The authentic paella, having born around the freshwater sea of "La Albufera" has humble origins and gets its name from the pan used to cook it. But how shall we distinguish the real paella from the fake when we taste it? The ingredients tell us a lot about it: olive oil, salt, water, chicken and rabbit meat, tomatoes, paprika, saffron threads, bomba rice, snails (upon seasonal availability), haricot beans ("bajoquetas"), white beans ("tavellas") and butter beans. In some regions of Valencia red peppers, ribs or artichoke are also added to the classic ingredients. But whenever we find a paella whose ingredients are faithful to the tradition chances are that we will be enjoying the real Valencian recipe. Are you up for cooking your own paella? One of our inspirations was conceived specially for that.
Rice and "fideuá" in Alicante.
The mastery with rice exhibited by the people of the Mediterranean is not confined to those of Valencia. To the south, in the province of Alicante, there is also devotion to this ingredient and the related recipes are no less varied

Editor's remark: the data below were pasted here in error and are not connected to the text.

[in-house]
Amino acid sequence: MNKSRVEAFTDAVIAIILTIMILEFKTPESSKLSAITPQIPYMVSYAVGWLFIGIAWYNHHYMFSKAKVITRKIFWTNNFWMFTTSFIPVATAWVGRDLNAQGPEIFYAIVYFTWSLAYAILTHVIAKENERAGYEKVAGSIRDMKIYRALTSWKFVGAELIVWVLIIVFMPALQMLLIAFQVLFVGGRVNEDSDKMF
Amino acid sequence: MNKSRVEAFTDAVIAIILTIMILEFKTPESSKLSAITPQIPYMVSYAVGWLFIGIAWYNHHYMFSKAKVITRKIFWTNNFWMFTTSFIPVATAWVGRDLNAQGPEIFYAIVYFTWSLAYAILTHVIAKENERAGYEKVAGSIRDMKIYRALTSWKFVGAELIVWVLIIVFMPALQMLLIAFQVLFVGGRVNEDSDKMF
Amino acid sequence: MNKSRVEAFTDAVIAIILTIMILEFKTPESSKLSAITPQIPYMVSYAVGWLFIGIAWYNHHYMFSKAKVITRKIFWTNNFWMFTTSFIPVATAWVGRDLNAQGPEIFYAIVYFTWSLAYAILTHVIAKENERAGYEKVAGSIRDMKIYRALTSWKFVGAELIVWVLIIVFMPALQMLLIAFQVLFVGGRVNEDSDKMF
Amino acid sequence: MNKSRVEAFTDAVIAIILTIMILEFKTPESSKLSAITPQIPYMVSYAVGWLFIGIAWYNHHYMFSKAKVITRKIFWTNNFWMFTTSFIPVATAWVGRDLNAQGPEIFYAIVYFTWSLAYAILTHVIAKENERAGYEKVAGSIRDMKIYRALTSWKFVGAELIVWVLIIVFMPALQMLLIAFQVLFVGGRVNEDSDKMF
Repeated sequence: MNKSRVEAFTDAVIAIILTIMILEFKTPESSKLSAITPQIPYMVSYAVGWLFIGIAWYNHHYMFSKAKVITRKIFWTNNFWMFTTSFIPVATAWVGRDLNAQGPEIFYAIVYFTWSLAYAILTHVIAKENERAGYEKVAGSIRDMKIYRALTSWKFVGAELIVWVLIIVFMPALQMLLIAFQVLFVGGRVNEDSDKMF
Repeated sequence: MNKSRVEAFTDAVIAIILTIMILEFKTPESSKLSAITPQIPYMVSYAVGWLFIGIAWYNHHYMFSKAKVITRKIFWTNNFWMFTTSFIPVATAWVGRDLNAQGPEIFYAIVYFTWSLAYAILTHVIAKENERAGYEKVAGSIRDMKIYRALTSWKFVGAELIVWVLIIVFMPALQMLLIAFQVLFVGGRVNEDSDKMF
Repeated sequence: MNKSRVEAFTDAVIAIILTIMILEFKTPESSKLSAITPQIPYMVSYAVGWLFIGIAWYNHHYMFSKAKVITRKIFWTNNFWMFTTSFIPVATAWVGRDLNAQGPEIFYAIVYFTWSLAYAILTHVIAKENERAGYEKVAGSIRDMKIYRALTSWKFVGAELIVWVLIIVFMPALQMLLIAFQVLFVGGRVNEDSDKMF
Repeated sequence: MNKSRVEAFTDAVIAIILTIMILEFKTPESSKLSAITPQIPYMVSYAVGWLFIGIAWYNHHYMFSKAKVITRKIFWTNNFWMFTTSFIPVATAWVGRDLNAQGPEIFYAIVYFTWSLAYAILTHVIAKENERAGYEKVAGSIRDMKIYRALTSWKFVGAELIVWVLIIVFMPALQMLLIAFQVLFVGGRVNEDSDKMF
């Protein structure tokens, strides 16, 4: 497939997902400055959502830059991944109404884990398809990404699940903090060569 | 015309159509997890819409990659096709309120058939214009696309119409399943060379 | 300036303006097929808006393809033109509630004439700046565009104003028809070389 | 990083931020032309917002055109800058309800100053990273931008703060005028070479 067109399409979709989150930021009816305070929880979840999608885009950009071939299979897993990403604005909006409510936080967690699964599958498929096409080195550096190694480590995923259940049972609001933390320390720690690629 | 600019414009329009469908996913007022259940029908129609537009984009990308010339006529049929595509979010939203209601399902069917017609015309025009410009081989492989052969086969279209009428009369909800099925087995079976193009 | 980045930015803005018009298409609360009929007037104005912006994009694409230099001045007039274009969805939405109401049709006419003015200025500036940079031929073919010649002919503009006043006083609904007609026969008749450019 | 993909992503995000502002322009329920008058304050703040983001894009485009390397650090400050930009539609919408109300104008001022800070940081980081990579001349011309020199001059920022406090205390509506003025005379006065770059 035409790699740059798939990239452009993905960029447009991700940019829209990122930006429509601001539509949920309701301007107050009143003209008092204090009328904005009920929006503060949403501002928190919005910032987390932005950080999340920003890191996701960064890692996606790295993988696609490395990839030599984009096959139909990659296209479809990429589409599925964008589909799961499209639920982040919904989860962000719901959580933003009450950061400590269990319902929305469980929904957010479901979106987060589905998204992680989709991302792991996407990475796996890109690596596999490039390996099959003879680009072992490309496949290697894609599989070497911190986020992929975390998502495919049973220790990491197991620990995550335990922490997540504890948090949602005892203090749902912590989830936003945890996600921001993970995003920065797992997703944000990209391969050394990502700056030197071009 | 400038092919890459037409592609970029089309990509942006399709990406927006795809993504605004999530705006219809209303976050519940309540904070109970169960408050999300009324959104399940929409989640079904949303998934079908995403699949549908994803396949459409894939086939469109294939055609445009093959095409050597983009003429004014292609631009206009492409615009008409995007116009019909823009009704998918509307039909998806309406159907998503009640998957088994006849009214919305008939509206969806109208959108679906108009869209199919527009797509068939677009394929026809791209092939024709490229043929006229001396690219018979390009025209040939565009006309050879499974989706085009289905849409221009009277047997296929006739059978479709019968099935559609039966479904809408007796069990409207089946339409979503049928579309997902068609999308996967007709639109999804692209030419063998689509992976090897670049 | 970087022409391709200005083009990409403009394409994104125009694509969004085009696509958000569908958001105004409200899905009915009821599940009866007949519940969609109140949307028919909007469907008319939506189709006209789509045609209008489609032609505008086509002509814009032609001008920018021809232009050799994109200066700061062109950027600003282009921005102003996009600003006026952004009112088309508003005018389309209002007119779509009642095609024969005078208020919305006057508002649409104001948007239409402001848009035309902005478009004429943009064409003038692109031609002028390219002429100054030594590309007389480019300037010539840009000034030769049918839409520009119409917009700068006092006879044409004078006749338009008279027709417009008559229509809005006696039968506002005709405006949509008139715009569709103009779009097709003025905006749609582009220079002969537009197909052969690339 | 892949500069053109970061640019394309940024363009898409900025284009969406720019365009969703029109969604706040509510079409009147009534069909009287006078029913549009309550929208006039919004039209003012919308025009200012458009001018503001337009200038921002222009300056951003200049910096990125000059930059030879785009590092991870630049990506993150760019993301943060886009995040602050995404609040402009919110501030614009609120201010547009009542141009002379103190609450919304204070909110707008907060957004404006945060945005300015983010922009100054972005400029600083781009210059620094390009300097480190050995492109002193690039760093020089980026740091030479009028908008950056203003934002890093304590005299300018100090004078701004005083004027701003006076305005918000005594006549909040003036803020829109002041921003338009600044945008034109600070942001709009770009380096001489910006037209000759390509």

The culture of rice thrives in Alicante. The types of rice cooked there go from the "dry" ones (which are similar to the Valencian paella) to the "creamy" (wherein the cooking stops before all the broth evaporates), the "soupy" or even the short pasta noodles known locally as "fideuá" which work wonders as substitute for rice. All recipes have in common their use of the best produce across the region, be it fish, seafood, meat, mushrooms, greens... A real homage to this land based so much on living gastronomy, without hurdles or taboos, and always evolving.
Among the most famous dishes in Alicante we can mention the following:
Arroz a banda
Rice on the side: Rice cooked with the most special of broths (the "fumet") to which different types of fish are added, notably monkfish and hake, along with seafood-scrapes to gift it with the delicious and intense flavour of the sea.
Arroz del senyoret
Rice for the gentleman: Named "for the gentleman" because every ingredient comes already dehusked and ready to eat with a fork: cuttlefish, prawns, mussels and the likes are the most used ingredients in this traditional recipe of Alicante.
Black rice: An easily-recognizable recipe due to the black hue that acquires when squid-ink is poured all over it.
Arroz de magro y verduras
Rice with pork-loin and greens: An easy, yet delicious, recipe with pork-meat and the best produce of local orchards.